Photo Courtesy to Dragana Harris
For foodies, Louisiana is great not only when it comes alive in the spring, but any time of year. When thinking about cuisines that are native to Louisiana, it’s hard to find a dish without Creole or Cajun influences.
Though both have connections to French cooking techniques, the main difference between Creole and Cajun dishes is that Creole food uses tomatoes or tomato-based sauce while Cajun food traditionally does not. But you won’t have to travel all the way to Louisiana to try its delicious foods — these recipes will allow you to make them in the comfort of your own home.
If you’re looking for a brilliant way to use up leftover chicken, throw it into some gumbo. This is perfect if you’re not a big fan of seafood. This gumbo is best served over boudin rice, which is made with cooked pork shoulder.
You haven’t had the true New Orleans experience until you’ve sat down with your friends, cracked open a beer and stuffed your face with crawfish. The Southern tradition calls for you to toss some boiled crawfish on the table — on top of newspaper or a table cloth — along with cooked potatoes, corn, garlic, andouille sausages and more.
Jambalaya is a Cajun rice dish made of smoked meats, seafood and vegetables that is native to Louisiana with Spanish, French and West African influences. It may not contain the world’s hottest hot sauces, but with a blend of Crystal Hot Sauce, cayenne powder and jalapeno peppers, this dish packs a punch.
Much like gumbo, etouffee can be found in both Creole and Cajun cuisines. It is a type of stew typically served with shellfish over rice. However, the difference between the dish and its Louisiana cousin, gumbo, is etouffee has a thicker sauce and only includes shrimp or crawfish. To enhance this tasty experience, this recipe includes pouring the dark roux from the etouffee over grits. This is one meal Southerners always have on their breakfast table.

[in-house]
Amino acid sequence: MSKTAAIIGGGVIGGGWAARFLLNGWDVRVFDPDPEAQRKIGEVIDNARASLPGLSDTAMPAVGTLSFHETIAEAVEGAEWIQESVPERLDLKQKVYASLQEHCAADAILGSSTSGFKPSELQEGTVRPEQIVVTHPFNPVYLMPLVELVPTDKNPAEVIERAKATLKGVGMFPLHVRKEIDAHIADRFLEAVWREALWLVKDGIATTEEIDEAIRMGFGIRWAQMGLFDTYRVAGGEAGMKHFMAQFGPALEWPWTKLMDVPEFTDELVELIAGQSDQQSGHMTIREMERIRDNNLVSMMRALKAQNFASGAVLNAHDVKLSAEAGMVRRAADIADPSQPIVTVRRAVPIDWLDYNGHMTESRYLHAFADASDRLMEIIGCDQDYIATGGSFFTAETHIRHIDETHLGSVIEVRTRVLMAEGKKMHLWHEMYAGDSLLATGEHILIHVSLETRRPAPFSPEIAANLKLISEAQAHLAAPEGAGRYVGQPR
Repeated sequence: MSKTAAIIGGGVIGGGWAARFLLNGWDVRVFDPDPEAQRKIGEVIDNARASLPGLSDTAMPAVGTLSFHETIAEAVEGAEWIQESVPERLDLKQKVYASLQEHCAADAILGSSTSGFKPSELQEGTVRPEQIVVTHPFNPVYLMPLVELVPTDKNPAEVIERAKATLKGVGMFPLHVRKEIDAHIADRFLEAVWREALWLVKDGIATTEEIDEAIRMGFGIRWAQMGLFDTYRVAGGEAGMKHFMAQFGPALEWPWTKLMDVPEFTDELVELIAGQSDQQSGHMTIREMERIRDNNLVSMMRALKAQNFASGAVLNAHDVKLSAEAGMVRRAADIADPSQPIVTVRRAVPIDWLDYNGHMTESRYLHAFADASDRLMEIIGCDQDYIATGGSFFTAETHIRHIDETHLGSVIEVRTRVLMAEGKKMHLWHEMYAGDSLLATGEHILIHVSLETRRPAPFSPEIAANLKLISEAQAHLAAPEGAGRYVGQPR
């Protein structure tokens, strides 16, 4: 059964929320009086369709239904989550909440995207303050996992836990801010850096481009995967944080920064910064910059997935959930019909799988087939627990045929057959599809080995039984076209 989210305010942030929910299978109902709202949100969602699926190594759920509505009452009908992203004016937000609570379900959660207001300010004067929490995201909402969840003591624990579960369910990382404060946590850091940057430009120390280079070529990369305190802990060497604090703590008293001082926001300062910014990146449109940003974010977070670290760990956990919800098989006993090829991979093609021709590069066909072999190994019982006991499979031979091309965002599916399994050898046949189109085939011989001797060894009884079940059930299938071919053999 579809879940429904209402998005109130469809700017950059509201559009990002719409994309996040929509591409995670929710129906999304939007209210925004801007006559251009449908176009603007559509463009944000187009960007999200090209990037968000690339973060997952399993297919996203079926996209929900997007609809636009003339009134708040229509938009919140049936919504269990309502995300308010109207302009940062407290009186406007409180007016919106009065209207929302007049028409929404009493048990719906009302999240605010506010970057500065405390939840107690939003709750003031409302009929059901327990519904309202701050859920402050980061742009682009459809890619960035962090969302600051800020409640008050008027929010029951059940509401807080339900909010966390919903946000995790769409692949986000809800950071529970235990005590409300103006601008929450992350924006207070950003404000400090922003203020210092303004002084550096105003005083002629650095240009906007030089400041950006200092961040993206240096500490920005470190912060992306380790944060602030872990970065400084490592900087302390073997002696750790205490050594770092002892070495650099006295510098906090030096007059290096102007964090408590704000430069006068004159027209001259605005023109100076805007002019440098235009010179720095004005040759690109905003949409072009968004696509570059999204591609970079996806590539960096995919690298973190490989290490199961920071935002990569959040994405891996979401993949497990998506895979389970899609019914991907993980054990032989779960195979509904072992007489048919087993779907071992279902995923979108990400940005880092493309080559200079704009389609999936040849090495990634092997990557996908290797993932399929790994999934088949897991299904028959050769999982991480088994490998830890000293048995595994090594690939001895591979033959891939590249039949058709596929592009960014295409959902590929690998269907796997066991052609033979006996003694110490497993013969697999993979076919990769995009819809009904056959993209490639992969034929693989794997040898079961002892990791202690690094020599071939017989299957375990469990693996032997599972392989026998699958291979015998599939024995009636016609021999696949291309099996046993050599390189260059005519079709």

Dirty rice will most likely be found at the best soul food restaurants in America, and it pairs perfectly with gumbo and etouffee. The “dirty” part of its name comes from the color of the white rice when it is cooked with chopped or ground meat, such as pork, chicken or beef, and mixed with cayenne pepper, onions and more. Though often cooked on a stovetop, this recipe suggests baking it to make the rice moist and fluffy.
The difference between etouffee and creole is that instead of using the thick roux found in etouffee, creole has a thinner sauce and often uses diced tomatoes as a base. Cooked shrimp, the holy trinity of onion, celery and bell pepper, along with a cayenne-based seasoning mix are added to the tomato base. Usually, it’s served over steamed or boiled white rice. This is one of those dishes that are easy to make ahead and freeze. It can also be served on quinoa or pasta instead of white rice.
This recipe could be made in a cast-iron pan, but this preparation uses a pressure cooker or multicooker. The recipe uses some of the ingredients found in most Cajun cuisines, like onions, bell peppers and spicy Cajun seasoning. She uses chicken sausage but you can substitute in any meat or even seafood of your choice.
A traditional po’boy sandwich is made with French bread, which has a crispy crust but a fluffy center. It’s one of the best sandwiches in Louisiana. You can choose to eat this sandwich with meat, but it’s best to use shrimp or crawfish. Most restaurants will ask if you want your sandwich “dressed,” which means adding lettuce, pickle, tomatoes and a special type of mayonnaise.
Remoulade is a combination of mayonnaise, herbs, pickles and more that originated in France. But when Louisiana took this mayo-based sauce, it added creole mustard, cayenne pepper and other ingredients that gave it its reddish color and spicy flavor.
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Though this dish is traditionally made with rice, it can also make for a great-tasting pasta dish. This recipe takes this Cajun classic and adds linguini pasta to the usual Cajun spice blend. It calls for chicken but you can replace it with your meat of choice, such as andouille sausage.
Photo Courtesy of The Chopping Block
This classic Cajun dish might be served up at the best seafood shacks in America, but that doesn’t mean you can’t try your hand at the delicacy. The shucked oysters are topped with fresh green herbs, such as parsley, butter and bread crumbs, and then baked or broiled.
Photo Courtesy of Claw Daddy's
Boudin is the combination of cooked rice, pork, onions, green pepper and a seasoning blend all stuffed inside of a sausage casing. As the name implies, these ingredients are shaped into a ball before being deep-fried.
Red beans and rice is a very versatile dish that can act as a side or the entree for a delicious Sunday dinner at home. This recipe consists of cooked rice, red beans, fresh celery and a smoked turkey leg. Serve it up with a slice of cornbread, a classic Southern staple. If you feel like you have mastered these Creole and Cajun recipes, there are still more Southern foods that you need to try.
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